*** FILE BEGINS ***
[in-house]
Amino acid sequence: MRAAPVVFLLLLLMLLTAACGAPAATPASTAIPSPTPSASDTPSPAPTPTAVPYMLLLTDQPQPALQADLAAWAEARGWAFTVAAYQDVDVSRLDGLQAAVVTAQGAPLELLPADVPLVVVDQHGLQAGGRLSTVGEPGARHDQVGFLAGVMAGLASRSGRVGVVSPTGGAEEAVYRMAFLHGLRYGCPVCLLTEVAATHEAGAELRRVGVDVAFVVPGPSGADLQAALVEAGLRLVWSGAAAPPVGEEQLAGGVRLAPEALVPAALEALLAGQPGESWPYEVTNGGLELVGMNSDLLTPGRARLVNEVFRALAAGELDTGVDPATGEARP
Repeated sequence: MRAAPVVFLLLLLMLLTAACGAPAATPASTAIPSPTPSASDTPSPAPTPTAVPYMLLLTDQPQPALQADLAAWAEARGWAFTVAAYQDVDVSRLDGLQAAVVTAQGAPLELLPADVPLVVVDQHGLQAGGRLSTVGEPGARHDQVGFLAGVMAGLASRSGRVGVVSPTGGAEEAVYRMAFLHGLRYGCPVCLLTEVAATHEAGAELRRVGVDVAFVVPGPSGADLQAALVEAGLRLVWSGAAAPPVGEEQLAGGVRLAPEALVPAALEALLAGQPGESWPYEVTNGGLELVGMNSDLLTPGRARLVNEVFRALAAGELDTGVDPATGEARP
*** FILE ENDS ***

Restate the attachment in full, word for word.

[in-house]
Amino acid sequence: MRAAPVVFLLLLLMLLTAACGAPAATPASTAIPSPTPSASDTPSPAPTPTAVPYMLLLTDQPQPALQADLAAWAEARGWAFTVAAYQDVDVSRLDGLQAAVVTAQGAPLELLPADVPLVVVDQHGLQAGGRLSTVGEPGARHDQVGFLAGVMAGLASRSGRVGVVSPTGGAEEAVYRMAFLHGLRYGCPVCLLTEVAATHEAGAELRRVGVDVAFVVPGPSGADLQAALVEAGLRLVWSGAAAPPVGEEQLAGGVRLAPEALVPAALEALLAGQPGESWPYEVTNGGLELVGMNSDLLTPGRARLVNEVFRALAAGELDTGVDPATGEARP
Repeated sequence: MRAAPVVFLLLLLMLLTAACGAPAATPASTAIPSPTPSASDTPSPAPTPTAVPYMLLLTDQPQPALQADLAAWAEARGWAFTVAAYQDVDVSRLDGLQAAVVTAQGAPLELLPADVPLVVVDQHGLQAGGRLSTVGEPGARHDQVGFLAGVMAGLASRSGRVGVVSPTGGAEEAVYRMAFLHGLRYGCPVCLLTEVAATHEAGAELRRVGVDVAFVVPGPSGADLQAALVEAGLRLVWSGAAAPPVGEEQLAGGVRLAPEALVPAALEALLAGQPGESWPYEVTNGGLELVGMNSDLLTPGRARLVNEVFRALAAGELDTGVDPATGEARP